Buchanan called for closing the U.S. Justice Department's Office of Special Investigations, which prosecuted Nazi war criminals, because it was "running down 70-year-old camp guards." (New York Times, 4/21/87)

Buchanan was vehement in pushing President Reagan -- despite protests -- to visit Germany's Bitburg cemetery, where Nazi SS troops were buried. At a White House meeting, Buchanan reportedly reminded Jewish leaders that they were "Americans first" -- and repeatedly scrawled the phrase "Succumbing to the pressure of the Jews" in his notebook. Buchanan was credited with crafting Ronald Reagan's line that the SS troops buried at Bitburg were "victims just as surely as the victims in the concentration
camps." (New York Times, 5/16/85; New Republic, 1/22/96)

After Cardinal O'Connor criticized anti-Semitism during the controversy over construction of a convent near Auschwitz, Buchanan wrote:
"If U.S. Jewry takes the clucking appeasement of the Catholic cardinalate as indicative of our submission, it is mistaken. When Cardinal O'Connor of New York seeks to soothe the always irate Elie Wiesel by reassuring him
'there are many Catholics who are anti-Semitic'...he speaks for himself. Be
not afraid, Your Eminence; just step aside, there are bishops and priests ready to assume the role of defender of the faith." (New Republic, 10/22/90)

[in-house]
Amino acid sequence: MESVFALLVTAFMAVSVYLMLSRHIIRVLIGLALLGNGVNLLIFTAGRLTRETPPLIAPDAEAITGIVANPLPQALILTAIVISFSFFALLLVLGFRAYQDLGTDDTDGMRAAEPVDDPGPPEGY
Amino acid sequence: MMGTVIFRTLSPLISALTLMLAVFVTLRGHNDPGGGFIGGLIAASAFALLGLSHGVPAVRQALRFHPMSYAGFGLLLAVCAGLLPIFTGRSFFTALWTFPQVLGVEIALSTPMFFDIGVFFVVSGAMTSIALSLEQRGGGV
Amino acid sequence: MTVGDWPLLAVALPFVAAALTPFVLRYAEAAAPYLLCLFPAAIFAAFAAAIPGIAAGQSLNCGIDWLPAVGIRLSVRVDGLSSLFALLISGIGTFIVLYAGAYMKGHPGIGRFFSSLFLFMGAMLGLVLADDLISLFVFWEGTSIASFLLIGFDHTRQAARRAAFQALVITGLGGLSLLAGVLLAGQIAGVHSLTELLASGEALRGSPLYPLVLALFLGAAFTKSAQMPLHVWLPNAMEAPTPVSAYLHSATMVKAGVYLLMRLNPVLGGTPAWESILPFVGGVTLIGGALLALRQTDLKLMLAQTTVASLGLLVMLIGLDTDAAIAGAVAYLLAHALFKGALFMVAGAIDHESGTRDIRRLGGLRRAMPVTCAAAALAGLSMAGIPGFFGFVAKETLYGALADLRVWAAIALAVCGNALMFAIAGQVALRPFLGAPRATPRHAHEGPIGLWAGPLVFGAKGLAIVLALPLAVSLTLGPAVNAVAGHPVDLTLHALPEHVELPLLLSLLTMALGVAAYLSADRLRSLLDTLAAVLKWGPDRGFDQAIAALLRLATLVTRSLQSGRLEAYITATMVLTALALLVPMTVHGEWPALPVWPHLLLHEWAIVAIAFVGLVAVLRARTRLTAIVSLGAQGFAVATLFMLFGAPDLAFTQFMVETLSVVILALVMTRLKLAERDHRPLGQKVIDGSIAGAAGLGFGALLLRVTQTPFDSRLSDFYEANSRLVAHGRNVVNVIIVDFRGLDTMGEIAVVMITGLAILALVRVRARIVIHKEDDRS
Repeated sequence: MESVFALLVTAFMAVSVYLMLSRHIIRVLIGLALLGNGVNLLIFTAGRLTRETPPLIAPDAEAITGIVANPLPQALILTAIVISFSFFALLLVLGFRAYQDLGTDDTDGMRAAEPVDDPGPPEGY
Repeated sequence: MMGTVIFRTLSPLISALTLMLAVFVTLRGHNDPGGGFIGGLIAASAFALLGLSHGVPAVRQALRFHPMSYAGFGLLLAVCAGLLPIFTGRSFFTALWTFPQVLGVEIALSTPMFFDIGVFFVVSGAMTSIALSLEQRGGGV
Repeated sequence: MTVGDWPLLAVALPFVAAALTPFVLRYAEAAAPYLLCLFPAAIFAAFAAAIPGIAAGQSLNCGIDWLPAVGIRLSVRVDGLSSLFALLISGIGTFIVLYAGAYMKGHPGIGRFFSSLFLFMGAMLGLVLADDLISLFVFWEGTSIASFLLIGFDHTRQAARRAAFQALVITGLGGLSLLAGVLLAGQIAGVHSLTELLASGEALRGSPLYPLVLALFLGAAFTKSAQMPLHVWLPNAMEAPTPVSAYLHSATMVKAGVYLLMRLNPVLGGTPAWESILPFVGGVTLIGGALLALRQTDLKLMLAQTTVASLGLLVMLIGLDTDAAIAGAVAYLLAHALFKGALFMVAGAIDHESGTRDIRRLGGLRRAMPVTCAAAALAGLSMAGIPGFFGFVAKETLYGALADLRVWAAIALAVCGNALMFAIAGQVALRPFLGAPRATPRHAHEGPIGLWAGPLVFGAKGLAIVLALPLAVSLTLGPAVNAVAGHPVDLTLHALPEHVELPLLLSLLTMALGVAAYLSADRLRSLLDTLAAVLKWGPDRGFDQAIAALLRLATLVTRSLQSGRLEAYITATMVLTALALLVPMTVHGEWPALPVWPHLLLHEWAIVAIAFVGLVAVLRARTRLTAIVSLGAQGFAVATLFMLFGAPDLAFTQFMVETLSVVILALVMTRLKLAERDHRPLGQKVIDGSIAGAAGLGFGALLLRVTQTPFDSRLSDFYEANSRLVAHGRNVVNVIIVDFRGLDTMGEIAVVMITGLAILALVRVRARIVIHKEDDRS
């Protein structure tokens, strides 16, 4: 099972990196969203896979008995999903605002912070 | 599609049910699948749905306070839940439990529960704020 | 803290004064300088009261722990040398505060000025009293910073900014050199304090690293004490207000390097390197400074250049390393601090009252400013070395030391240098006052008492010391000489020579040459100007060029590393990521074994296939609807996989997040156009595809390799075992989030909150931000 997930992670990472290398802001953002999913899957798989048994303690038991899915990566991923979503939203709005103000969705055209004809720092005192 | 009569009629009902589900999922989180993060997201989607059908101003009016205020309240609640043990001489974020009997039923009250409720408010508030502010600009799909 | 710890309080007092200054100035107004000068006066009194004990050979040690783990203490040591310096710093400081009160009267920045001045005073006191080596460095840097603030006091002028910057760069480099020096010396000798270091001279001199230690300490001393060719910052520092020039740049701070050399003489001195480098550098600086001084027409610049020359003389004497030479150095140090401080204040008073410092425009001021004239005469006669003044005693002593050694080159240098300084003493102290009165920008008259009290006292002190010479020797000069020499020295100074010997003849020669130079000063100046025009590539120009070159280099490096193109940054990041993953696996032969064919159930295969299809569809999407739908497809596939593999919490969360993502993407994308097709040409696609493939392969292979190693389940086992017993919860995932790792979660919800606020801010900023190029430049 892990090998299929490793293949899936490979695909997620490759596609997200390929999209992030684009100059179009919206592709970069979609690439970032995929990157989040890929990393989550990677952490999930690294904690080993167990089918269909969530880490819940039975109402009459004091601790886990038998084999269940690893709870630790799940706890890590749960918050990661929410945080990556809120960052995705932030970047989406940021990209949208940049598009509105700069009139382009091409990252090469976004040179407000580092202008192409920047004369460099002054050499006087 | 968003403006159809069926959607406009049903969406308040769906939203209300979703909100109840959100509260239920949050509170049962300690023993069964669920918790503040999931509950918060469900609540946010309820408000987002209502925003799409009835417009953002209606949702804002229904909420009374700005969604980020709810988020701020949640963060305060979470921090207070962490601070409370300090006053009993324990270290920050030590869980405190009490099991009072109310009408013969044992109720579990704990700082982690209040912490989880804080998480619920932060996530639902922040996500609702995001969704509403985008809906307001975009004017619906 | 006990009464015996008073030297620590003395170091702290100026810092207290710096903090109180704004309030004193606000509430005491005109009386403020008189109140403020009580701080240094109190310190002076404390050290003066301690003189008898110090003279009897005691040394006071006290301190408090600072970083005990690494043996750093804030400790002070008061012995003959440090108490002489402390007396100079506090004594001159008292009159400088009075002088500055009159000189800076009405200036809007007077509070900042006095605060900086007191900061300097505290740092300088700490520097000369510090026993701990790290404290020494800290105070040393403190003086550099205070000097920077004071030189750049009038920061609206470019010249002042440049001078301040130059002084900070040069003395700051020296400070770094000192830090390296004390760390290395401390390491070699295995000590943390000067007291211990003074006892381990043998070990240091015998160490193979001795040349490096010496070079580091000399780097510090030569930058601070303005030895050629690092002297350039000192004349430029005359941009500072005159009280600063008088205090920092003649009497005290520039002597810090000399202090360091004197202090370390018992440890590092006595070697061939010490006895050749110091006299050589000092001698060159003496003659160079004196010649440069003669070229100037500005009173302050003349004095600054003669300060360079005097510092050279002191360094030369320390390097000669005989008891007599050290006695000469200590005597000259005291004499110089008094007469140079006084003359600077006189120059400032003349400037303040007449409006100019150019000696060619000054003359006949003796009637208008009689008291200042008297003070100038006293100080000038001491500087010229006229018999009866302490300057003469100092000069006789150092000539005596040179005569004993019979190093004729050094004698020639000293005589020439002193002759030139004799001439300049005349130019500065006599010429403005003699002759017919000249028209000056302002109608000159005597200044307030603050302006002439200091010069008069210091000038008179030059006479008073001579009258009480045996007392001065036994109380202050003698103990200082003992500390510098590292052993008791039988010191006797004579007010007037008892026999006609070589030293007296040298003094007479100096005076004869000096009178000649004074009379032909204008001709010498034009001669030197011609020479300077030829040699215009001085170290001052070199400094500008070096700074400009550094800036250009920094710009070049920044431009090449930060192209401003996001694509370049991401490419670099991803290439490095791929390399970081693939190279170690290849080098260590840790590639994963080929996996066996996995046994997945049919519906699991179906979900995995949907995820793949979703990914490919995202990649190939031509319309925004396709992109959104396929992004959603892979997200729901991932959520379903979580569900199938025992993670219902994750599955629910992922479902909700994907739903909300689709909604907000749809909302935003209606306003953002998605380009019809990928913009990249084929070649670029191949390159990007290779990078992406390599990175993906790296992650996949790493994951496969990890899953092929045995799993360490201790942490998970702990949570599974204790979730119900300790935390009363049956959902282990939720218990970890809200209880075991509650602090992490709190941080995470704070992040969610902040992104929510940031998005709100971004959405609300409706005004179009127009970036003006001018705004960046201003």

The Buchanan '96 campaign's World Wide Web site included an article blaming the death of White House aide Vincent Foster on the Israeli intelligence agency, Mossad -- and alleging that Foster and Hillary Clinton were Mossad spies. (The campaign removed the article after its existence was reported by a Jewish on-line news service; Jewish Telegraphic Agency, 2/21/96.)

In his September 1993 speech to the Christian Coalition, Buchanan declared: "Our culture is superior. Our culture is superior because our religion is Christianity and that is the truth that makes men free." (ADL
Report, 1994)

Of Hitler, he is also quoted as saying he was "an individual of great courage, a soldier's soldier in the Great War" and "a leader steeped in the history of Europe."

I'm not Jewish, but Oy Gevalt! I would sooner elect Clinton for 4 more years than have this man speaking on behalf of our country. You think maybe I kid?

"I hope life isn't a big joke, because I don't get it," Jack Handy

05-24-1999, 02:45 PM
As to whether any of this makes Buchanan a Holocaust denier, I submit this excerpt of the definition of Holocaust denial from Robert Carroll's Skeptic's Dictionary www.skepdic.com (http://www.skepdic.com) :